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Northern Star

Celebrate Hispanic Heritage Month with Latin movies

A screenshot from the trailer for the film City of God. The movie is a crime drama that follows the expansion of organized crime over three decades. (YouTube)
A screenshot from the trailer for the film “City of God.” The movie is a crime drama that follows the expansion of organized crime over three decades. (YouTube)

If you’re looking for some must-watch Latin movies, here are a few recommendations.

“La Llorona” – HORROR MOVIE

“La Llorona” is a 2019 Guatemalan horror film directed by Jayro Bustamante. The movie explores the legend of La Llorona, a weeping woman who is said to haunt the Americas. According to the legend, La Llorona is the ghost of a woman who lost her children and now weeps while searching for them. The movie takes place in present-day Guatemala and follows a retired former dictator who is on trial for his role in a genocide that occurred during the country’s civil war. As the trial unfolds, the general’s family is terrorized by an otherworldly entity that they believe to be La Llorona. The ghostly presence becomes increasingly intense, and the family is forced to confront their past transgressions.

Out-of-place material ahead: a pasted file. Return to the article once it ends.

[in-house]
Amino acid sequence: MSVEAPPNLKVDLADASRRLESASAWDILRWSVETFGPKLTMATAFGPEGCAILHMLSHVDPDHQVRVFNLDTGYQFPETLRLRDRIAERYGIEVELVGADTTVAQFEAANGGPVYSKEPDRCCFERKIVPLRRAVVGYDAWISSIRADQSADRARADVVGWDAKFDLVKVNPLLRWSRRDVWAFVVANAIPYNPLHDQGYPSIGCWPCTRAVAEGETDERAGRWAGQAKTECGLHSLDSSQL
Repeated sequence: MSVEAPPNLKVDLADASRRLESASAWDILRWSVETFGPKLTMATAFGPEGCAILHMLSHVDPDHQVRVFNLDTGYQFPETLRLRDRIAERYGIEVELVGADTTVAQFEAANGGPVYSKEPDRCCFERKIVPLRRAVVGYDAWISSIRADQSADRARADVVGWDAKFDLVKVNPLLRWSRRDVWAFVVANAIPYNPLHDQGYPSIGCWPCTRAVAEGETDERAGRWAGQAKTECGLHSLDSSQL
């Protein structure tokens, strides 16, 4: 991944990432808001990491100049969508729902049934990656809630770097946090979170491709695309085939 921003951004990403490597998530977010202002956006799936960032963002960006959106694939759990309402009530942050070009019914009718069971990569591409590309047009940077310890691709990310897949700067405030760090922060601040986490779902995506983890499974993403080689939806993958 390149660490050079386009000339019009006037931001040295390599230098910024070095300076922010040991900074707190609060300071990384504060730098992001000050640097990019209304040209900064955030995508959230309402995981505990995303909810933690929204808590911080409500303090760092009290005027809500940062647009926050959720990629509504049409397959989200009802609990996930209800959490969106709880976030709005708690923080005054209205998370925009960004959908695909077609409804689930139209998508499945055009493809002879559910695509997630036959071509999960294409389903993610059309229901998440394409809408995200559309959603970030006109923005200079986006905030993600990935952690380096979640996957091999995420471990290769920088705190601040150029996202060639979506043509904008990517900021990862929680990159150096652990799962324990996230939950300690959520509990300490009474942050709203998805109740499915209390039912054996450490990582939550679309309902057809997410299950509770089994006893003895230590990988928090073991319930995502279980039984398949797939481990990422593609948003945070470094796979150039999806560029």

“La Llorona” received critical acclaim for its blend of horror and social commentary. The movie addresses themes of guilt, trauma and the legacy of violence that continues to impact countries like Guatemala. Bustamante brings a distinctive style to the film, using a muted color palette that enhances the movie’s eerie atmosphere. Overall, “La Llorona” is a haunting and thought-provoking horror film that blends elements of the supernatural with a stark look at the real-world horrors of the recent past.

“Ya No Estoy Aquí” – DRAMA MOVIE